Hydrolysis breaks the glycosidic bond (a type of covalent bond that joins a carbohydrate (sugar) molecule to another group) converting sucrose into glucose and fructose. Hydrolysis is, however, so slow that solutions of sucrose can sit for years with negligible change. If the enzyme sucrase is added, however, the reaction will proceed rapidly. Hydrolysis can also be accelerated with acids, such as cream of tartar or lemon juice, both weak acids. Likewise, gastric acidity converts sucrose to glucose and fructose during digestion.
In humans and other mammals, sucrose is broken down into its constituent monosaccharides, glucose and fructose, by sucrase or isomaltase glycoside hydrolases, which are located in the membrane of the microvilli lining the duodenum. The resulting glucose and fructose molecules are then rapidly absorbed into the bloodstream. In bacteria and some animals, sucrose is digested by the enzyme invertase.
Sucrose is a disaccharide made up of 50% glucose and 50% fructose and has a glycemic index of 65. Sucrose is digested rapidly, but has a relatively low glycemic index due to its content of fructose, which has a minimal effect on blood glucose.
As with other sugars, sucrose is digested into its components via the enzyme sucrase to glucose (blood sugar) and fructose. The glucose component is transported into the blood (90%) and excess glucose is converted to temporary storage in the liver – named glycogen. The fructose is either bonded to cellulose and transported out the GI tract or processed by the liver into citrates, aldehydes, and, for the most part, lipid droplets (fat).
The best-known disaccharide is sucrose (table sugar). Hydrolysis of sucrose yields glucose and fructose. Invertase is a sucrase used industrially for the hydrolysis of sucrose to so-called invert sugar.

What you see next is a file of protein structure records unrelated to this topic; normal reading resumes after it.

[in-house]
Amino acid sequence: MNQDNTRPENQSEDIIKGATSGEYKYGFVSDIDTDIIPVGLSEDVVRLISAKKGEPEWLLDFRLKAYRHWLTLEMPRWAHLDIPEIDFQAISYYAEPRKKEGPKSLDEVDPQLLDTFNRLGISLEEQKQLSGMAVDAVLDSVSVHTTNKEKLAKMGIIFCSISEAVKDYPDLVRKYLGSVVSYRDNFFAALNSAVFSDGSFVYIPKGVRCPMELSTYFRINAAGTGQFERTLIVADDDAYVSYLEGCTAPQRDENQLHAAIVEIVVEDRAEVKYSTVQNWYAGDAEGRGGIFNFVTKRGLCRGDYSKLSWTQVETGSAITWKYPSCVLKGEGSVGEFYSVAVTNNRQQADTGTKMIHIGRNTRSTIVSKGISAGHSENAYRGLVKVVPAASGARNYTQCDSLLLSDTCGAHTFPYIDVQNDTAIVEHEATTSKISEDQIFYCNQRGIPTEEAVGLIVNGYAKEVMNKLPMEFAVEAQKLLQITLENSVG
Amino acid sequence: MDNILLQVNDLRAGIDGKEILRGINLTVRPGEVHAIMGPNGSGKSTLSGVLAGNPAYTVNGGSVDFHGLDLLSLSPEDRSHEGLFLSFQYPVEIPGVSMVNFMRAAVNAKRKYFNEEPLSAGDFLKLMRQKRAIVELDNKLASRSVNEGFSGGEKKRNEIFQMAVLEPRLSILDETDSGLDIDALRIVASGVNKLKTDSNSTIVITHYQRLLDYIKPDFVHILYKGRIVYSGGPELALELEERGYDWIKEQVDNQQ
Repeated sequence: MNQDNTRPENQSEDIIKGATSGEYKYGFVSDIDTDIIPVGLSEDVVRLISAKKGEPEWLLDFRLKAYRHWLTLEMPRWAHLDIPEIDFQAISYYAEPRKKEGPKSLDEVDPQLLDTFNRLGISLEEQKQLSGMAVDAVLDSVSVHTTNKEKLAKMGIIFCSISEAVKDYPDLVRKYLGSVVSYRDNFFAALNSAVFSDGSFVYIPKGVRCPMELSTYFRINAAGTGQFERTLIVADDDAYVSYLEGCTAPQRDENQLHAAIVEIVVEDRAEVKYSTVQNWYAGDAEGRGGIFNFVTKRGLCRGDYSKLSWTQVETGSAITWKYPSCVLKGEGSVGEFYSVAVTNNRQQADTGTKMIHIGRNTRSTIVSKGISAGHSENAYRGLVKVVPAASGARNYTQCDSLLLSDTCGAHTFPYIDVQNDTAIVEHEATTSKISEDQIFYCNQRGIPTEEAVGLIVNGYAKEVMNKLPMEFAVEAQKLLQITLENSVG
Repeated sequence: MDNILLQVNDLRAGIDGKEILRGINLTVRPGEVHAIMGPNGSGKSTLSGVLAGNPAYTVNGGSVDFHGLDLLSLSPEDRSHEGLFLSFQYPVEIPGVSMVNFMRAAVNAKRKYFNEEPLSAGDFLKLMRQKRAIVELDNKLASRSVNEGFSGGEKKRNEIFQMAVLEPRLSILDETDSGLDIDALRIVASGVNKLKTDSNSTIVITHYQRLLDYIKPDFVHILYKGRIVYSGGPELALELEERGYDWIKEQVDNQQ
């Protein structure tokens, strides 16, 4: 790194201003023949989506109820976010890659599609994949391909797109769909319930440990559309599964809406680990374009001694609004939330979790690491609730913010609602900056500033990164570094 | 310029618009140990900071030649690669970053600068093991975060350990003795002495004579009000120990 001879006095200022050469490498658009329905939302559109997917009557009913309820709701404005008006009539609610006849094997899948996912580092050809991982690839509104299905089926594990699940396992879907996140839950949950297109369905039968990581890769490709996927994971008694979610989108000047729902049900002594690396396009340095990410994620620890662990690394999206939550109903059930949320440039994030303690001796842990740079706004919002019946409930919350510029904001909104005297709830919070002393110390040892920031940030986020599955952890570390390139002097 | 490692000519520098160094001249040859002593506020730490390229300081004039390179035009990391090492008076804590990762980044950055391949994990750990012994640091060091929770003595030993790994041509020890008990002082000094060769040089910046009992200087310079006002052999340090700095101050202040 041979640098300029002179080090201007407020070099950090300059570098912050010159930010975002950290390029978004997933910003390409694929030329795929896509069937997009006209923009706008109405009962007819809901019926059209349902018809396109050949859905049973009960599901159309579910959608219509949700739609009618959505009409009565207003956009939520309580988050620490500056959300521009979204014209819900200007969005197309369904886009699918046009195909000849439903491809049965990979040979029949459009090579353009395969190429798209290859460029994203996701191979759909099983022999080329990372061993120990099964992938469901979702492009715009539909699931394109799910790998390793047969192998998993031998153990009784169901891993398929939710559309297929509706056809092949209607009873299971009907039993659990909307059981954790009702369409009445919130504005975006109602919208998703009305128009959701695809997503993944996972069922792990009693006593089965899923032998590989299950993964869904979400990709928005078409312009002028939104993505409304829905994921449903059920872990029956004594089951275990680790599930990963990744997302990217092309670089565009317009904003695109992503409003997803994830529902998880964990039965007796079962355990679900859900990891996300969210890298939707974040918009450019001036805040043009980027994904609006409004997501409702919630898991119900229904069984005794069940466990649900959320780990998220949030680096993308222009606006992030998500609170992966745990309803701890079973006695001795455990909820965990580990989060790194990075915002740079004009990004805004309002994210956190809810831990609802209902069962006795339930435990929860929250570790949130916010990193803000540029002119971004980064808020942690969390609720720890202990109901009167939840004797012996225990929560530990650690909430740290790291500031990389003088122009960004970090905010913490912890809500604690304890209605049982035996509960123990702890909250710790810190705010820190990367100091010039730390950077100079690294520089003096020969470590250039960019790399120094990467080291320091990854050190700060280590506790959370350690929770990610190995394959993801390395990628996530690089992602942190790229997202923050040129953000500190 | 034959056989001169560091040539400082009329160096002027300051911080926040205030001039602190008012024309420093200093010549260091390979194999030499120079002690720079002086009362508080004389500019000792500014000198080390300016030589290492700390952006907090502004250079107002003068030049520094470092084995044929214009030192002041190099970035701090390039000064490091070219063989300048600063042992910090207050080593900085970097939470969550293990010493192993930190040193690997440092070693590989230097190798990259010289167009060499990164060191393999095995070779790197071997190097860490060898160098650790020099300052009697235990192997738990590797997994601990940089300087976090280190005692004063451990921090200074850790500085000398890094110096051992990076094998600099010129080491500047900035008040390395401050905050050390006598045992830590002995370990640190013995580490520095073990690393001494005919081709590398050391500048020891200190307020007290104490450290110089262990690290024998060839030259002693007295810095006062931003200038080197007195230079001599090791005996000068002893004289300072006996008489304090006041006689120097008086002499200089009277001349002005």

Inverted sugar syrup is a mixture of glucose and fructose; it is obtained by splitting sucrose into these two components. Compared with its precursor, sucrose, inverted sugar is sweeter and its products tend to retain moisture and are less prone to crystallization. Inverted sugar is therefore valued by bakers, who refer to the syrup as trimoline or invert syrup.
In technical terms, sucrose is a disaccharide, which means that it is a molecule derived from two simple sugars (monosaccharides). In the case of sucrose, these monosaccharide building blocks are fructose and glucose. The splitting of sucrose is a hydrolysis reaction. The hydrolysis can be induced simply by heating an aqueous solution of sucrose, but more commonly, catalysts are added to accelerate the conversion. The biological catalysts that are added are called sucrases (in animals) and invertases (in plants). Sucrases and invertases are types of glycoside hydrolase enzymes. Acid, such as lemon juice or cream of tartar, also accelerate the conversion of sucrose to invert.
Hydrolysis is where a carbohydrate is broken into its component sugar molecules by saccharification in the presence of water. Generally, hydrolysis or saccharification is a step in the degradation of a substance.
See also: http://en.wikipedia.org/wiki/Hydrolysis
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